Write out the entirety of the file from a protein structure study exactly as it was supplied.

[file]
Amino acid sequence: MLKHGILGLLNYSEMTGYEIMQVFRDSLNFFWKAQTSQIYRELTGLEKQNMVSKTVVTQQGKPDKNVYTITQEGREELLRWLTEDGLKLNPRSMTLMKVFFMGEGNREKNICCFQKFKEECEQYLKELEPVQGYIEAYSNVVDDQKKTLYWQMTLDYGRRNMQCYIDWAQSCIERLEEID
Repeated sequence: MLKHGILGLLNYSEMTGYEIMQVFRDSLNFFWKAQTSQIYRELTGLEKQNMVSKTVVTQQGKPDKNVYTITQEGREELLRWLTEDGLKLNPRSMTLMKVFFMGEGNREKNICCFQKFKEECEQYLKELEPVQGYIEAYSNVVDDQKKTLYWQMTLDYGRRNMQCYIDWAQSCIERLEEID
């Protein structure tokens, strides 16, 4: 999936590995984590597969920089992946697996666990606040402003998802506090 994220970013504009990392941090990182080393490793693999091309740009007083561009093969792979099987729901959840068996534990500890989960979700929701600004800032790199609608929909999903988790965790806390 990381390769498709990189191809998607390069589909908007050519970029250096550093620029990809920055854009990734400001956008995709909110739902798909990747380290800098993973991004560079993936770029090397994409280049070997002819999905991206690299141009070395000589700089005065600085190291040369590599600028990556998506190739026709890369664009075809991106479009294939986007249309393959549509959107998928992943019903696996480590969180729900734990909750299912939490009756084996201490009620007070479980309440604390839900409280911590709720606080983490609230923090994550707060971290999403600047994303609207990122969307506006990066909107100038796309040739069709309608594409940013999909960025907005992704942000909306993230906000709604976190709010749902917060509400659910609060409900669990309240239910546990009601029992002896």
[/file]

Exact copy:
Amino acid sequence: MLKHGILGLLNYSEMTGYEIMQVFRDSLNFFWKAQTSQIYRELTGLEKQNMVSKTVVTQQGKPDKNVYTITQEGREELLRWLTEDGLKLNPRSMTLMKVFFMGEGNREKNICCFQKFKEECEQYLKELEPVQGYIEAYSNVVDDQKKTLYWQMTLDYGRRNMQCYIDWAQSCIERLEEID
Repeated sequence: MLKHGILGLLNYSEMTGYEIMQVFRDSLNFFWKAQTSQIYRELTGLEKQNMVSKTVVTQQGKPDKNVYTITQEGREELLRWLTEDGLKLNPRSMTLMKVFFMGEGNREKNICCFQKFKEECEQYLKELEPVQGYIEAYSNVVDDQKKTLYWQMTLDYGRRNMQCYIDWAQSCIERLEEID
């Protein structure tokens, strides 16, 4: 999936590995984590597969920089992946697996666990606040402003998802506090 994220970013504009990392941090990182080393490793693999091309740009007083561009093969792979099987729901959840068996534990500890989960979700929701600004800032790199609608929909999903988790965790806390 990381390769498709990189191809998607390069589909908007050519970029250096550093620029990809920055854009990734400001956008995709909110739902798909990747380290800098993973991004560079993936770029090397994409280049070997002819999905991206690299141009070395000589700089005065600085190291040369590599600028990556998506190739026709890369664009075809991106479009294939986007249309393959549509959107998928992943019903696996480590969180729900734990909750299912939490009756084996201490009620007070479980309440604390839900409280911590709720606080983490609230923090994550707060971290999403600047994303609207990122969307506006990066909107100038796309040739069709309608594409940013999909960025907005992704942000909306993230906000709604976190709010749902917060509400659910609060409900669990309240239910546990009601029992002896």